Wells calls for action after firefighters call out sick on NYE - Dallas News | myFOXdfw.com

Wells calls for action after large number of DC firefighters call out sick on New Year's Eve

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  • Wells calls for action after large number of DC firefighters call out sick on New Year's EveMore>>

  • Over 100 DC firefighters call out sick on New Year's Eve

    Over 100 DC firefighters call out sick on New Year's Eve

    Tuesday, June 11 2013 8:36 PM EDT2013-06-12 00:36:19 GMT
    The D.C. Fire Department found itself in a crisis situation New Year's Eve when more than a 100 firefighters called in sick. At least 11 ambulances went unstaffed. One man died waiting for an ambulance.
    The D.C. Fire Department found itself in a crisis situation New Year's Eve when more than a 100 firefighters called in sick. At least 11 ambulances went unstaffed. One man died waiting for an ambulance and a stabbing victim was transported to the hospital in a fire truck.
WASHINGTON -

D.C. Councilmember Tommy Wells is calling for immediate action in the D.C. Fire Department after a sick out on New Year's Eve left nearly a dozen ambulances unstaffed and supervisors scrambling for help.

A 71-year-old man at a house on 44th Place in Southeast D.C. waited 40 minutes for an ambulance. The Air Force veteran later died of a heart attack.

On Lang Place in Northeast, a stabbing victim had to be transported to the hospital in a fire truck.

Ward 6 Councilmember Wells has oversight for Judiciary and Public Safety in the District. He is very concerned about what happened and tells FOX 5 he met with the deputy mayor, fire chief and the head of the firefighter's union on Friday to try to get to the bottom of what happened.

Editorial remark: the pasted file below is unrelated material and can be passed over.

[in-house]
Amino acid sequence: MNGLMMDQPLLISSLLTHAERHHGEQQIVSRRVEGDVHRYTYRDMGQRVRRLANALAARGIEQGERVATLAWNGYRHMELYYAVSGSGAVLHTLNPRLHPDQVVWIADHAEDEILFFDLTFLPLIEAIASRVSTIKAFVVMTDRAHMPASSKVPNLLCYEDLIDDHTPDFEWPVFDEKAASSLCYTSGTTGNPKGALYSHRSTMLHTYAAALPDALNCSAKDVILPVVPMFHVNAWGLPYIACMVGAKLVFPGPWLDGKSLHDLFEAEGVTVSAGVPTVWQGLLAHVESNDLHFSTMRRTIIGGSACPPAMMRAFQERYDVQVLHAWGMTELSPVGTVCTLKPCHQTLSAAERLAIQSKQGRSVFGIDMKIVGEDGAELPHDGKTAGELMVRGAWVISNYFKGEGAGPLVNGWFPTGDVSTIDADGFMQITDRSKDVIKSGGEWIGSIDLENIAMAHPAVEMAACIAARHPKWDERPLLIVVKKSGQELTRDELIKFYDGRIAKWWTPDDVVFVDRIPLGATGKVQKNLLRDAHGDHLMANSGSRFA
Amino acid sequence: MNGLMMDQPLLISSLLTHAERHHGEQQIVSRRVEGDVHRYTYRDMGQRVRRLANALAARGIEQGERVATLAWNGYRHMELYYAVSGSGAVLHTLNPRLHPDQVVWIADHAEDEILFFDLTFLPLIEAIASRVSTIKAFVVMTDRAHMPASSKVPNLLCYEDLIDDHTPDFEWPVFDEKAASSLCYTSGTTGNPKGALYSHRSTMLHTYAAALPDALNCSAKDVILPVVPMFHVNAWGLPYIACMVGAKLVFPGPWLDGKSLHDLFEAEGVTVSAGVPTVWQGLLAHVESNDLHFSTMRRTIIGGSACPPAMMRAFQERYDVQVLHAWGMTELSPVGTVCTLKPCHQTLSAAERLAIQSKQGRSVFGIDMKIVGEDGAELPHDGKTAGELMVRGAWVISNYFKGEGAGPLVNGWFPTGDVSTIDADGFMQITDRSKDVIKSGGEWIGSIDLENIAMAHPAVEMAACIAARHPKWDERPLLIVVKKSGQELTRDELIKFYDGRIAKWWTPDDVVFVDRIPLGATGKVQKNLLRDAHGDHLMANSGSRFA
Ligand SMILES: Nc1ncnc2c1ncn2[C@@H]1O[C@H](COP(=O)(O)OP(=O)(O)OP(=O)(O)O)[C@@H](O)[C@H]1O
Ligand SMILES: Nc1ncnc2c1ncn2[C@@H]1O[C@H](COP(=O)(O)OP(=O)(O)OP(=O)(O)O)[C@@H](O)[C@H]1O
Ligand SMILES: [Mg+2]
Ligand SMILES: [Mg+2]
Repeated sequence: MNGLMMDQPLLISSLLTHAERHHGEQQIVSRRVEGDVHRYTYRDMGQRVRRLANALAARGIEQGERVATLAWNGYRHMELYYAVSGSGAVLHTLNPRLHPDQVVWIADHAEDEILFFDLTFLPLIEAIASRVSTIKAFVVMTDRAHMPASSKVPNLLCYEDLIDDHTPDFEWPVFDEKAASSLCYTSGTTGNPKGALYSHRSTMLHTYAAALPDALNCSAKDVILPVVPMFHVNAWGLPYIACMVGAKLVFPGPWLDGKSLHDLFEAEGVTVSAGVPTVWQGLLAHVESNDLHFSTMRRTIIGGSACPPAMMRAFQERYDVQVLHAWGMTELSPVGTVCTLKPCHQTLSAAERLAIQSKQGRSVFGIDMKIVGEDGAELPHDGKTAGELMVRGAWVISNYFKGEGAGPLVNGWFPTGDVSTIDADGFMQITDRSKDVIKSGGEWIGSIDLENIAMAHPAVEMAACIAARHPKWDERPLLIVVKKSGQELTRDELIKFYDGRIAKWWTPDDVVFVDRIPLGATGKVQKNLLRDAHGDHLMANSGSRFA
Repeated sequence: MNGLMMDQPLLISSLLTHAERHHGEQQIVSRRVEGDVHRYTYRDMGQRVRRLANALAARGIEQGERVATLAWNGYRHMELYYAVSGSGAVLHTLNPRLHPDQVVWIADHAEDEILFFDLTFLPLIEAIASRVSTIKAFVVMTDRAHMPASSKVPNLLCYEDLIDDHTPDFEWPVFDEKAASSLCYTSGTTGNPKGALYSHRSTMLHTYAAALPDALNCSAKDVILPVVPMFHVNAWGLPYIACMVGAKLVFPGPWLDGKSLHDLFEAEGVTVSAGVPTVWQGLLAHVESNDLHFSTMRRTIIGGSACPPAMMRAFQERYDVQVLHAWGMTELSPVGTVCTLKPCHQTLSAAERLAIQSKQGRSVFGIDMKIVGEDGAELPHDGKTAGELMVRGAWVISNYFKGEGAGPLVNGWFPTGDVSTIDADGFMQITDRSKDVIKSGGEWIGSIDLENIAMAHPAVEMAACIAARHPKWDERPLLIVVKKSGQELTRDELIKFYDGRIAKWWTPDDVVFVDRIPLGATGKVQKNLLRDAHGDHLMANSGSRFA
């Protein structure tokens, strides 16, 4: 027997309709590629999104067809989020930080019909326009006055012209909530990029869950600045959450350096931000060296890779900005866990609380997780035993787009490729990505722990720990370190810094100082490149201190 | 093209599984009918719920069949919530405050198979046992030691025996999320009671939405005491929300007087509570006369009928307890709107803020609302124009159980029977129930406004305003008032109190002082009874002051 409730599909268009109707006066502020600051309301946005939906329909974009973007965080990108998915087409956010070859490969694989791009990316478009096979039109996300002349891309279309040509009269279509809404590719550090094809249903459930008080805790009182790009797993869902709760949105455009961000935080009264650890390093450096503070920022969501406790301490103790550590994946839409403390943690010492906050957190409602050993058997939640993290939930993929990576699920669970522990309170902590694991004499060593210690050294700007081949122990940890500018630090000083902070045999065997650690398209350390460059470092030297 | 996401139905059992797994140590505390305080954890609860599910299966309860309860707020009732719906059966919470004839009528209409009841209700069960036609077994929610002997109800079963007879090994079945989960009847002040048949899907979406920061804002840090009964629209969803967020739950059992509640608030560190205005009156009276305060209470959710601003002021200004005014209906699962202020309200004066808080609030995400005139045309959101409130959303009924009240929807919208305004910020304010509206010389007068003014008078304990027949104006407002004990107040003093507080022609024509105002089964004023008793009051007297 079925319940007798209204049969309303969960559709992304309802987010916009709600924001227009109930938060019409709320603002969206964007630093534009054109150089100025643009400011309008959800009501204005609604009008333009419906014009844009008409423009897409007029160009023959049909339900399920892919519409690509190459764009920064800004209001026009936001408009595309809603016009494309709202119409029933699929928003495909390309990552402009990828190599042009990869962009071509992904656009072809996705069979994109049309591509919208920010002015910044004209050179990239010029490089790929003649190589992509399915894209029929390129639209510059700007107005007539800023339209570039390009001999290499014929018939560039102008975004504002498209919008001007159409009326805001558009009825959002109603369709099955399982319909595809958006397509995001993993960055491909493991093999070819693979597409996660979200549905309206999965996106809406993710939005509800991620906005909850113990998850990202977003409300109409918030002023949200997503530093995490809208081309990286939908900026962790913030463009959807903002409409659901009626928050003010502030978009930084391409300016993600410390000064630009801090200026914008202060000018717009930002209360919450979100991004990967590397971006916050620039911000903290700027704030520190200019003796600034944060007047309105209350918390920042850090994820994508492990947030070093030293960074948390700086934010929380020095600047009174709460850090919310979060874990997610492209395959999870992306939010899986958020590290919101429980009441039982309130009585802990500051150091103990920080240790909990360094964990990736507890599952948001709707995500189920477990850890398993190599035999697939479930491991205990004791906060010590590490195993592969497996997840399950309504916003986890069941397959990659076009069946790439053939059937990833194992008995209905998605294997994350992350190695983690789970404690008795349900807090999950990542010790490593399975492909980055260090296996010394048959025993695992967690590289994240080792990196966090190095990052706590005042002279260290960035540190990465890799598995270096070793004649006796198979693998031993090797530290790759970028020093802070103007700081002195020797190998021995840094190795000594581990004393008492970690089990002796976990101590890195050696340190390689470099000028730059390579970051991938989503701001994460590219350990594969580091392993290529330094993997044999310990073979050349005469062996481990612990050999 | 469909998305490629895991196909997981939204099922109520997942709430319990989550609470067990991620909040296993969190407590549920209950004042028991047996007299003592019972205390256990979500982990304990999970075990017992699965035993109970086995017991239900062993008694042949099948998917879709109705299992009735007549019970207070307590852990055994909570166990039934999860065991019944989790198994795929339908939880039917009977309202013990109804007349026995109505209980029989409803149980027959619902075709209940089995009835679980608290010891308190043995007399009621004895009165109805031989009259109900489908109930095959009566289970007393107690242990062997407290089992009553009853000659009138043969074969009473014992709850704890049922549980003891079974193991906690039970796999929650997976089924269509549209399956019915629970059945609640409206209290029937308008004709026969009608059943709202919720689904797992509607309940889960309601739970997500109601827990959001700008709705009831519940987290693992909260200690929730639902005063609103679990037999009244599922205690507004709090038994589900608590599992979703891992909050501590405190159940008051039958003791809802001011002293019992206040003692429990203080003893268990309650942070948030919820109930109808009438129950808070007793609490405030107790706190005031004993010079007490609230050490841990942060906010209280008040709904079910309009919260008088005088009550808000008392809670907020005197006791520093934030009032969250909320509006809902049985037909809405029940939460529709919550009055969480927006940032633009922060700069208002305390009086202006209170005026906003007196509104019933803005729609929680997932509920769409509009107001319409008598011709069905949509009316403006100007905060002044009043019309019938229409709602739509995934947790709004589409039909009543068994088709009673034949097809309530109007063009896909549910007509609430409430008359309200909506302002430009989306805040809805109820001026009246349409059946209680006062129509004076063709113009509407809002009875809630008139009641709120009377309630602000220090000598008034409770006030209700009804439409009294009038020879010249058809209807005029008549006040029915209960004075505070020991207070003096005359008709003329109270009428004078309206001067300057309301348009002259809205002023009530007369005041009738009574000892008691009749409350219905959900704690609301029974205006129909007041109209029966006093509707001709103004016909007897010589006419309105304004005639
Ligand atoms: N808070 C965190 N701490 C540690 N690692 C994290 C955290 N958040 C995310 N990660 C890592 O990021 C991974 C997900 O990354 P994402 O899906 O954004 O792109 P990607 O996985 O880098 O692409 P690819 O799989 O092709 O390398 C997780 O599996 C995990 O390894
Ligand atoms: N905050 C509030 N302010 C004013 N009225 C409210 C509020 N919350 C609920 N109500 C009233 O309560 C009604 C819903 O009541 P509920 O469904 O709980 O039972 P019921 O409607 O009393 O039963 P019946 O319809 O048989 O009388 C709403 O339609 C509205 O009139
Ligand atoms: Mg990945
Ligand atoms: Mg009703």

"Our firefighters are paid to do a job and there's just no acceptable excuse about how this happens," says Wells.

11 ambulances went unstaffed, forcing supervisors to ask for help from Prince George's County.

Councilmember Wells says union officials deny it was a coordinated sick out.

"This was a choice made by some employees and it was definitely not sanctioned by union," Wells says. "I've been assured of that by the head of the union this is something the firefighters chose to do on their own and it's absolutely unacceptable."

Union officials have said the trouble could have been avoided if the department had staffed up as it did in recent years.

It's no secret that cost-cutting measures and low moral have been issues between the firefighter's union and Fire Chief Kenneth Ellerbe.

Wells says a sick out is not the way to make a point. He says action, including perhaps disciplinary measures, must be taken now to send a clear message.

"I expect that this will not happen again, and if does, I know we're in contract negotiations around the services for our employees," he says. "I understand also that if you want to want to work for city government, especially in emergency services, you have to show the kind of commitment that we expect as an employer, as a city and as residents of this great city."

Wells says he expects to hear what action both the mayor and fire chief will take sometime next week.


In response to reports of a large number of the District's firefighters taking sick leave on New Year's Eve and leaving the District's fire and emergency services short-staffed, Councilmember Tommy Wells, Chair of the Committee on the Judiciary and Public Safety issued the following statement:

"I was very disturbed to learn of the low levels of staffing of firefighters on New Year's Eve. This put the safety of District residents in jeopardy. Today, I have spoken with Mayor Gray, FEMS Chief Ellerbe and Ed Smith, President of the International Association of Fire Fighters Local 36. I told each of them that this is an issue that must be resolved and never repeated. Whatever personnel and management issues may exist, the safety of the residents of the District of Columbia are non-negotiable."


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